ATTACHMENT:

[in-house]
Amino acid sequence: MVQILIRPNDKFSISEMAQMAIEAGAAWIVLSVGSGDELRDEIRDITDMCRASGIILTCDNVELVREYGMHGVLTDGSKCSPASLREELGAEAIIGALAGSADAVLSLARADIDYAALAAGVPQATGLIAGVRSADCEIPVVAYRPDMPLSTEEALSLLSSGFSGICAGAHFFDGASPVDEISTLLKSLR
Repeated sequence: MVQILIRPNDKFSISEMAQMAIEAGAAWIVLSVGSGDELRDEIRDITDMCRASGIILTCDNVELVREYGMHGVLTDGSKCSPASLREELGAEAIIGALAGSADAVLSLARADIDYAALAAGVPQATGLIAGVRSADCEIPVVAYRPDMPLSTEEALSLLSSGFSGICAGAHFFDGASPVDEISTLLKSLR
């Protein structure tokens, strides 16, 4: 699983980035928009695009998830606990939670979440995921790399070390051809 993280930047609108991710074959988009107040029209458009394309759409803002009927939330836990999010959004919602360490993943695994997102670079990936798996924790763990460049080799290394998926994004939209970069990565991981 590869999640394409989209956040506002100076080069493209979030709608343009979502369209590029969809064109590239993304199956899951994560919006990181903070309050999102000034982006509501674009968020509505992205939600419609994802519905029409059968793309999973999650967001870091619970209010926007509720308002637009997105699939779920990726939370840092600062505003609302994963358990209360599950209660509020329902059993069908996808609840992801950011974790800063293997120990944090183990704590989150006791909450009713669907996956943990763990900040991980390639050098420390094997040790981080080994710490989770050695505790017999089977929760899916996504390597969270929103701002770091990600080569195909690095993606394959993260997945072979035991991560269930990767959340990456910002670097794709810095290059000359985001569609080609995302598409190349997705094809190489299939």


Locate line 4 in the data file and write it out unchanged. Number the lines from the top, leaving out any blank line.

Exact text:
């Protein structure tokens, strides 16, 4: 699983980035928009695009998830606990939670979440995921790399070390051809 993280930047609108991710074959988009107040029209458009394309759409803002009927939330836990999010959004919602360490993943695994997102670079990936798996924790763990460049080799290394998926994004939209970069990565991981 590869999640394409989209956040506002100076080069493209979030709608343009979502369209590029969809064109590239993304199956899951994560919006990181903070309050999102000034982006509501674009968020509505992205939600419609994802519905029409059968793309999973999650967001870091619970209010926007509720308002637009997105699939779920990726939370840092600062505003609302994963358990209360599950209660509020329902059993069908996808609840992801950011974790800063293997120990944090183990704590989150006791909450009713669907996956943990763990900040991980390639050098420390094997040790981080080994710490989770050695505790017999089977929760899916996504390597969270929103701002770091990600080569195909690095993606394959993260997945072979035991991560269930990767959340990456910002670097794709810095290059000359985001569609080609995302598409190349997705094809190489299939």